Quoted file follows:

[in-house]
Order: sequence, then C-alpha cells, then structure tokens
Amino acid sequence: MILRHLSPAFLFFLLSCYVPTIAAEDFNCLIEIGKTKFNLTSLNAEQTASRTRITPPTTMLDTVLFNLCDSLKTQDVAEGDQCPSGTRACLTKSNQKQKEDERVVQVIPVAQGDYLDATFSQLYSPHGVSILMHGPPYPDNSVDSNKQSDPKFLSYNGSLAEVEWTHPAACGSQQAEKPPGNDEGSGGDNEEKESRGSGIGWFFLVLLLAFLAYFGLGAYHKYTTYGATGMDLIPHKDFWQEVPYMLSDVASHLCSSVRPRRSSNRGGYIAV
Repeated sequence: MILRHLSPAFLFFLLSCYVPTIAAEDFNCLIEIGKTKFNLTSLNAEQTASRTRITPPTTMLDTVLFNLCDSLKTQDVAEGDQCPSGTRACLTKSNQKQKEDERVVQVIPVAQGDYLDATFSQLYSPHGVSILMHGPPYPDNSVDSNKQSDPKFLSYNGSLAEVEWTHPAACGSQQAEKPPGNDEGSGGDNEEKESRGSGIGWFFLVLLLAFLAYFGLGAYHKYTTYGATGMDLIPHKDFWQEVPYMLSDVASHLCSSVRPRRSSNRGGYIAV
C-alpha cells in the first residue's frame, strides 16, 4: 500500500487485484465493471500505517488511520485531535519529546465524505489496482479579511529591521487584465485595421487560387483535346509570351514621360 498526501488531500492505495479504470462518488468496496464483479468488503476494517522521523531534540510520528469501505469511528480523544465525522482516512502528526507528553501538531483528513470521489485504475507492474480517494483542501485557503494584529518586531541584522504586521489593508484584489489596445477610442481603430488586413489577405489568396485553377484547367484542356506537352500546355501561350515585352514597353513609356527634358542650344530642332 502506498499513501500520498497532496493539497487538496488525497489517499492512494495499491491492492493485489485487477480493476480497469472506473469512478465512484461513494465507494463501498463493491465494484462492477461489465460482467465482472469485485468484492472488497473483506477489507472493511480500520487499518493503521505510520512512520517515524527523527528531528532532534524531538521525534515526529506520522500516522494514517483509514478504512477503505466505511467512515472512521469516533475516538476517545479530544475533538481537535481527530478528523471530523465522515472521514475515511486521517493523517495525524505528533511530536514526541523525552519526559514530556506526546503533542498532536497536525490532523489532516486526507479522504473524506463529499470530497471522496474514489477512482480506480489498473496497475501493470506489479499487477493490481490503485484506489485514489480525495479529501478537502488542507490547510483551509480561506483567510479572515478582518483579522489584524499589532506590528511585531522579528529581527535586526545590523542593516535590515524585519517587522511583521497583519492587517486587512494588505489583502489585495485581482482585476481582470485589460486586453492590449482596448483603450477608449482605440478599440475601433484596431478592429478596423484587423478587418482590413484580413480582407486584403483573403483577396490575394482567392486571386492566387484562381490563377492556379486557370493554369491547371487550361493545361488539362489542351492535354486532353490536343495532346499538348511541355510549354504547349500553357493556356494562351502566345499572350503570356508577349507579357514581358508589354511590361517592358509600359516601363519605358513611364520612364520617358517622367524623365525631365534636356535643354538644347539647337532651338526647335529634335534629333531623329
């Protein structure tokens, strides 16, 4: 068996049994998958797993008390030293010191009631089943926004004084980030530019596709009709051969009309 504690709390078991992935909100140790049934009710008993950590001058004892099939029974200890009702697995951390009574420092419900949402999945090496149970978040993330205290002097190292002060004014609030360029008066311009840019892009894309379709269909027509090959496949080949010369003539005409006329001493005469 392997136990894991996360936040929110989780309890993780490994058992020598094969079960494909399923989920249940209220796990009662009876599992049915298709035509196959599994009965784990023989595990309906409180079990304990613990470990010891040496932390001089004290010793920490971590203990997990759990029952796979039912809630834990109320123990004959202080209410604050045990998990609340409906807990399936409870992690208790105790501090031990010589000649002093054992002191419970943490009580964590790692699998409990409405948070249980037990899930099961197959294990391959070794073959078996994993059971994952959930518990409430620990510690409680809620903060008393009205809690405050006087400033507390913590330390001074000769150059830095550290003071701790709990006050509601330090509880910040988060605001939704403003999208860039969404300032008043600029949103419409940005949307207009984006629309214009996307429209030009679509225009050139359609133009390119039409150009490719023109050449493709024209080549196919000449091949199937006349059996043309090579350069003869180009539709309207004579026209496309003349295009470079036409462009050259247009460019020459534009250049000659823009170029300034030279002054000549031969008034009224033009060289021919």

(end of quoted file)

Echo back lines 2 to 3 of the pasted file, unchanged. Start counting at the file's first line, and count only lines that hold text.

Order: sequence, then C-alpha cells, then structure tokens
Amino acid sequence: MILRHLSPAFLFFLLSCYVPTIAAEDFNCLIEIGKTKFNLTSLNAEQTASRTRITPPTTMLDTVLFNLCDSLKTQDVAEGDQCPSGTRACLTKSNQKQKEDERVVQVIPVAQGDYLDATFSQLYSPHGVSILMHGPPYPDNSVDSNKQSDPKFLSYNGSLAEVEWTHPAACGSQQAEKPPGNDEGSGGDNEEKESRGSGIGWFFLVLLLAFLAYFGLGAYHKYTTYGATGMDLIPHKDFWQEVPYMLSDVASHLCSSVRPRRSSNRGGYIAV